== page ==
Could the next Black Swan event be coming from China? Well, nothing would surprise us. With inequality in China today is at its greatest since the revolution things could start getting interesting. From SMH.
China’s political leaders put stability above all else. So it’s a remarkable sign of the times that they could be passing around well-thumbed copies of a book about the sudden, bloody outbreak of the French Revolution two-and-a-quarter centuries ago.
Why would China’s modern rulers, preoccupied with the leadership handover under way in Beijing this week, be interested in Alexis de Tocqueville’s The Old Regime and the French Revolution?
They are ”fascinated by the French thinker’s writings because of what his observations say about conditions in their times,” says a visiting professor at China’s Sun Yat-sen University, Nailene Chou Wiest.
Since the Communist Party seized power in 1949 in a violent revolution, its highest priority has been to guard against what it calls ”counter-revolution”.
Majority think they know what money is, but after reading this, they understand they were wrong. Essential reading (including the links). Via Golem XIV.
There is a particular scene in the film “It’s a wonderful life” in which the hero of the story is trying to prevent a run on the Bailey Savings and Loan. In an effort to calm the anxious savers wanting to withdraw their money George Bailey cries out “you’ve got it all wrong, the money’s not here, well your money’s in Joe’s house, that’s right next to yours, and the Kennedy house and Mrs Maitland’s house and a hundred others”.
As films go it is a genuine classic. But unfortunately it has perhaps unwittingly perpetuated a whopping misrepresentation of how banks actually work; a little white lie that the IMF have recently just driven a sledgehammer right through.
Their working paper, titled “The Chicago Plan revisited”, seems to have slipped under the mainstream media attention (and most of ours!) during the summer lull. That is until Ambrose Evans-Pritchard of the Telegraph picked it up a few weeks ago. At the core of the IMF paper is a deep seated analysis of how banks actually function in the economy and their role in the money supply. It is nothing short of revolutionary in that the paper gives full acknowledgement of, and support for, an intellectual movement that has doggedly criticised the very nature of money. Criticism that has so far been completely ignored and dismissed by mainstream economics.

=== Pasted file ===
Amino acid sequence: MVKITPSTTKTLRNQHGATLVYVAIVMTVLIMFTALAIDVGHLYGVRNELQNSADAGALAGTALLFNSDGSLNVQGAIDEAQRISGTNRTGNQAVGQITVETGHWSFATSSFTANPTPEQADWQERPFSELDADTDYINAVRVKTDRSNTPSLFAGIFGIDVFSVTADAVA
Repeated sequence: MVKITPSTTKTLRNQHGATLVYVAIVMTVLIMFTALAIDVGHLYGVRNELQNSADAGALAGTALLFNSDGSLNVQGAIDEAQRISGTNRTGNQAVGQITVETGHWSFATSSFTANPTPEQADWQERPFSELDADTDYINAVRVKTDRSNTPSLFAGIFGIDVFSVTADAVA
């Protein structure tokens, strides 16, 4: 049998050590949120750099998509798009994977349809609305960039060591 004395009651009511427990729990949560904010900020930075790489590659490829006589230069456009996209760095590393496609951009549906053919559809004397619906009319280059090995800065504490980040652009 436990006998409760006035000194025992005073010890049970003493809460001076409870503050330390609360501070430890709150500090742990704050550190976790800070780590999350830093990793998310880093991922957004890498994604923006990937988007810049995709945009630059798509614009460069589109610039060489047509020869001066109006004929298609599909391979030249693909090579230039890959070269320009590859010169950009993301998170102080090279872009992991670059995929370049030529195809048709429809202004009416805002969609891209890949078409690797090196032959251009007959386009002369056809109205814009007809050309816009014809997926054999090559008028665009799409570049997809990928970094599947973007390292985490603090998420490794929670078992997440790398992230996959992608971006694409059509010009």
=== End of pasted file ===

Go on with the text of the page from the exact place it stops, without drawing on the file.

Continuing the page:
Merkel is not very welcome in Southern Europe. Let’s see how the Euromess develops going further. One thing is sure, people don’t like the Troika nor Merkel. From her last visit in Portugal, via Spiegel.
Many people in the country view the situation differently. “Go To Hell Troika,” for example, has been the motto of one Facebook group created by the left-wing opposition, unions and civic groups to protest Merkel’s visit. And five days before her visit, more than a hundred intellectuals and artists signed an open letter posted on the Internet declaring Merkel to be a “persona non grata.” As in Greece, where protesters also greeted the chancellor during her recent visit, Merkel is being viewed by a growing portion of the population in Portugal as the personification of austerity measures and the leader responsible for the painful cuts that they are being forced to accept in return for aid from their European partners.
Another day in Europe. Euro-area finance ministers gave Greece two extra years to wrestle down its budget deficit, pledging to plug the resulting financing gaps in order to keep the country in the single currency and prevent a renewed flareup of the debt crisis.
Guest post by Sober Look.
In late August JPMorgan argued that the ECB’s OMT (Outright Monetary Transactions) program should start with Portugal (see discussion). The prediction was wrong – the ECB disqualified Portugal from participating. But why? After all Portugal has complied with multiple troika reviews and the monetary transmission mechanism in Portugal has clearly been broken. The chart below shows that Portugal’s private sector has not benefited from the ECB’s liquidity injections (LTRO) and the lower overnight rate (prime example of broken monetary transmission).
What’s particularly strange is that the whole justification for the ECB launching this sovereign bond buying program to begin with had to do with problems of monetary transmission (see discussion) in the Eurozone.